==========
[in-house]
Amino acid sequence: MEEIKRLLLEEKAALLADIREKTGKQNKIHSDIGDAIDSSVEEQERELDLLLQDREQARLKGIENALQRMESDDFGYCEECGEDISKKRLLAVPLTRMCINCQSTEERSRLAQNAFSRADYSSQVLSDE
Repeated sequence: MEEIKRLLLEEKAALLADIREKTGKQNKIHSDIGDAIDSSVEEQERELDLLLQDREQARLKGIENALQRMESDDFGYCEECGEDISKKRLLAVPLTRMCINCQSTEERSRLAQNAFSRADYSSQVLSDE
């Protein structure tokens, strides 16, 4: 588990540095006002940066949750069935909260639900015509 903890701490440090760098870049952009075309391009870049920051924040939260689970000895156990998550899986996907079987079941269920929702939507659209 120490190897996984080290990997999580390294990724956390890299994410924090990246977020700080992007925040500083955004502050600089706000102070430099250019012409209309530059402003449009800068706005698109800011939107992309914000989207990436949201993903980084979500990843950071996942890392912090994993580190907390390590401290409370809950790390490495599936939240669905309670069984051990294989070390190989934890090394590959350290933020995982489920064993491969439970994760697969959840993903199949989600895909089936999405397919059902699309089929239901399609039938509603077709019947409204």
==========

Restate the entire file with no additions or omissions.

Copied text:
[in-house]
Amino acid sequence: MEEIKRLLLEEKAALLADIREKTGKQNKIHSDIGDAIDSSVEEQERELDLLLQDREQARLKGIENALQRMESDDFGYCEECGEDISKKRLLAVPLTRMCINCQSTEERSRLAQNAFSRADYSSQVLSDE
Repeated sequence: MEEIKRLLLEEKAALLADIREKTGKQNKIHSDIGDAIDSSVEEQERELDLLLQDREQARLKGIENALQRMESDDFGYCEECGEDISKKRLLAVPLTRMCINCQSTEERSRLAQNAFSRADYSSQVLSDE
């Protein structure tokens, strides 16, 4: 588990540095006002940066949750069935909260639900015509 903890701490440090760098870049952009075309391009870049920051924040939260689970000895156990998550899986996907079987079941269920929702939507659209 120490190897996984080290990997999580390294990724956390890299994410924090990246977020700080992007925040500083955004502050600089706000102070430099250019012409209309530059402003449009800068706005698109800011939107992309914000989207990436949201993903980084979500990843950071996942890392912090994993580190907390390590401290409370809950790390490495599936939240669905309670069984051990294989070390190989934890090394590959350290933020995982489920064993491969439970994760697969959840993903199949989600895909089936999405397919059902699309089929239901399609039938509603077709019947409204």